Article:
I felt empty when "Avatar" ended. It was as if I had witnessed an angry man's vision of the world, a man who fails to see joy in a child's smile, but who sees conspiracies around every corner. He is a man who sees his fellow neighbor as evil personified.
"Avatar" proved, beyond a shadow of a doubt, that Cameron is not much of a man. He is a child on a never-ending temper tantrum. Like all members of his extreme political faith, he lives in a fairy tale world, and so it causes rage when that carefully constructed vision of how things should be doesn't translate into reality. Perhaps this explains why he's known to be a tyrant himself and why he's had four failed marriages.
When all is said and done, "Avatar" is more about a man projecting his own self-hatred and self-loathing onto the screen than anything else. It's all about Cameron, the man who doesn't trust corporations, who claims that Western culture is ugly, racist and greedy. Yet, at the same time, Cameron is the man behind "Avatar's" stunning box office records and its release on DVD and Blu Ray which made him even richer than he already was.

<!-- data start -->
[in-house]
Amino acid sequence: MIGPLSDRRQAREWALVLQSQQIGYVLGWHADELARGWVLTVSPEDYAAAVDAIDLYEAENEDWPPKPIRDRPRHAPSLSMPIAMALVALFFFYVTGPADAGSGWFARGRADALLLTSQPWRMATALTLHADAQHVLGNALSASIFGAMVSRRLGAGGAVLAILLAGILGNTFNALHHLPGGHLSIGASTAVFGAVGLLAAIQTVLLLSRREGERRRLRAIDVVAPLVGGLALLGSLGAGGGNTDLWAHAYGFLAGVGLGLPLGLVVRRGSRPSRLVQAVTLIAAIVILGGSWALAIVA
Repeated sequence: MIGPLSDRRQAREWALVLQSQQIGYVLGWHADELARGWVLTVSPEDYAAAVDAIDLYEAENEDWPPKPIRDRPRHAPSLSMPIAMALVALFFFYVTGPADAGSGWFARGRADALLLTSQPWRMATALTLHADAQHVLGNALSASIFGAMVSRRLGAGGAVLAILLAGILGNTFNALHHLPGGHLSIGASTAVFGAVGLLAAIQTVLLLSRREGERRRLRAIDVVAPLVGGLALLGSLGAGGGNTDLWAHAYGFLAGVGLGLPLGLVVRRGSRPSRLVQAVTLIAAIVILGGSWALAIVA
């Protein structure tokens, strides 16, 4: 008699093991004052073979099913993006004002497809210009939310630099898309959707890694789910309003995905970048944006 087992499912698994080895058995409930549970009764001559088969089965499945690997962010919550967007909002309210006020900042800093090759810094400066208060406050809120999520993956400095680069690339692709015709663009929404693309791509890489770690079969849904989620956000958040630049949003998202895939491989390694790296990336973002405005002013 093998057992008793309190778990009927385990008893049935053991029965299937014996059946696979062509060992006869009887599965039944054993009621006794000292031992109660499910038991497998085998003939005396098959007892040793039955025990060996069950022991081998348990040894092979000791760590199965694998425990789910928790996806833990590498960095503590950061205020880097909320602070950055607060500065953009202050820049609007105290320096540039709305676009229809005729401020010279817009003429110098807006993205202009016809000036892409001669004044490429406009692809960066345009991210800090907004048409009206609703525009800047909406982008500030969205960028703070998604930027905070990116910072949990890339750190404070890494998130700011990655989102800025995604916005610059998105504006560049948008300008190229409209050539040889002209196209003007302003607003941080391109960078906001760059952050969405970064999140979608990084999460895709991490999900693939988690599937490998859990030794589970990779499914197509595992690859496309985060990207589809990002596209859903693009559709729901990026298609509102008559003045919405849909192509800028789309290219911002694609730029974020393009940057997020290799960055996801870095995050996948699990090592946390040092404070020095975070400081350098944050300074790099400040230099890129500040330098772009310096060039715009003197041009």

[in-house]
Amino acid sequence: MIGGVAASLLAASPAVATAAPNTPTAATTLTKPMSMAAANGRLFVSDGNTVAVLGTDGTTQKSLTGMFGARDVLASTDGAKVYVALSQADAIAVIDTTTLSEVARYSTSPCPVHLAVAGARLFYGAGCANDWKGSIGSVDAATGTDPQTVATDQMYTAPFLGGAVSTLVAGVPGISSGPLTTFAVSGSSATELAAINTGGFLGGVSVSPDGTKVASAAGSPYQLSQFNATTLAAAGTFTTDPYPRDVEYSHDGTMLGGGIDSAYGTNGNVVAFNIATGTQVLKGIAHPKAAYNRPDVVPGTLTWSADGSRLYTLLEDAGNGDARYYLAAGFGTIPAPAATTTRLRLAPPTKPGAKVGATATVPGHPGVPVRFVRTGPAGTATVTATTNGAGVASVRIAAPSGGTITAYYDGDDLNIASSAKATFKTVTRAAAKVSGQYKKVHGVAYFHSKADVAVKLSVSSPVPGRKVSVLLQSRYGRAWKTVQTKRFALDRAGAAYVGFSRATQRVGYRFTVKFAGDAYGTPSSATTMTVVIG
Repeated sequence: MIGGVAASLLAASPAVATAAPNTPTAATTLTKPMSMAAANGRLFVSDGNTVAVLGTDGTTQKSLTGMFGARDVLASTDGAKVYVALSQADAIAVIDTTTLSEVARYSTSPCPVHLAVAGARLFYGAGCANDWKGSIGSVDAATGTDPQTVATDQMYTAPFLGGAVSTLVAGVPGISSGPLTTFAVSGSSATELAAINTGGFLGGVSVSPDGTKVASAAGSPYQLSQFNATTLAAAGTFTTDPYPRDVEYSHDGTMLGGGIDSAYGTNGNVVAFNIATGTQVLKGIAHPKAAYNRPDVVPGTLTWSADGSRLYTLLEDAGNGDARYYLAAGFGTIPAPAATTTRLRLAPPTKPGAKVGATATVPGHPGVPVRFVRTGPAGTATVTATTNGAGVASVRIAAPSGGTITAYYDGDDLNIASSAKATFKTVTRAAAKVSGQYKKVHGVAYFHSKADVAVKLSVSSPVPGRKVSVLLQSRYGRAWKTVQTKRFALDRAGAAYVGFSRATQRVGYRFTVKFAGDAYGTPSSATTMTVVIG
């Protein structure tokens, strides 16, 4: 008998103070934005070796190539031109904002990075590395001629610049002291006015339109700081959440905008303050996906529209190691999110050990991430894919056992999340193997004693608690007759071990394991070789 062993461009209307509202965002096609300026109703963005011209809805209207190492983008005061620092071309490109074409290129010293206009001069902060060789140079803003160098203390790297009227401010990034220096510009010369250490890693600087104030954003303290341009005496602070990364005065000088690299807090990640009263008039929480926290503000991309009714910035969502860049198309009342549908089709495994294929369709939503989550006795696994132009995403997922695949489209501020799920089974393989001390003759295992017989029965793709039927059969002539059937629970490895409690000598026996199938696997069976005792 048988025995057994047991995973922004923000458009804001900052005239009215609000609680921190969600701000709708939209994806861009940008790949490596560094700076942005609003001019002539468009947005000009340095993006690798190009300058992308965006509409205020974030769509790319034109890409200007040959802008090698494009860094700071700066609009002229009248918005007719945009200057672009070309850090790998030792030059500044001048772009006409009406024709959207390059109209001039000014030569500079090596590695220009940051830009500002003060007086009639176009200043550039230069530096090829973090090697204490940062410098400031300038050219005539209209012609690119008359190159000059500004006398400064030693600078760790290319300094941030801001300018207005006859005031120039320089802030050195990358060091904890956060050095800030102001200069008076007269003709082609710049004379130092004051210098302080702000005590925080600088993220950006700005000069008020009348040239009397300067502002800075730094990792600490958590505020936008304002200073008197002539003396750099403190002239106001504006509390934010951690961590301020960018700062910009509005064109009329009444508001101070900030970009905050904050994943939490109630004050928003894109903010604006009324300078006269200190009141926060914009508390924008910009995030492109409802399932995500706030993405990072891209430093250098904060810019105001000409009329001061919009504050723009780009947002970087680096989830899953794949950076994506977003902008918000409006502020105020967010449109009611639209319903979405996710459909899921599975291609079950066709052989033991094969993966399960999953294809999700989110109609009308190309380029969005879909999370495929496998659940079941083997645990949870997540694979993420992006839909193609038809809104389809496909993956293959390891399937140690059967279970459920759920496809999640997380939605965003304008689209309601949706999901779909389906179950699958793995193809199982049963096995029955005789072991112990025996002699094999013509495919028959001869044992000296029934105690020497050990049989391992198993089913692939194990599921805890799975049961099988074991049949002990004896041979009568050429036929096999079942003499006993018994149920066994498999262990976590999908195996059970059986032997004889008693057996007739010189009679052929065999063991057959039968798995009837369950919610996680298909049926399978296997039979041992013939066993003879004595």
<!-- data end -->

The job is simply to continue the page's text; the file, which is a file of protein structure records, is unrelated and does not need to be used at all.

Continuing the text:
As an aside, there is a reason why the DVD has no special features and why the Blu Ray, while slightly better, only has the bare minimum: they are planning to release a special edition of "Avatar" shortly before Christmas. This edition will have all the features we missed the first time around. And Cameron, corporations' main critic, knows full well that fans of his films will buy this second edition as well, which means he will make double his profit. In other words, if he wants a conspiracy, he should look in the mirror.
-- Peter Sheldrick, May 5 FrontPageMag article
(See more Avatar Derangement Syndrome here.)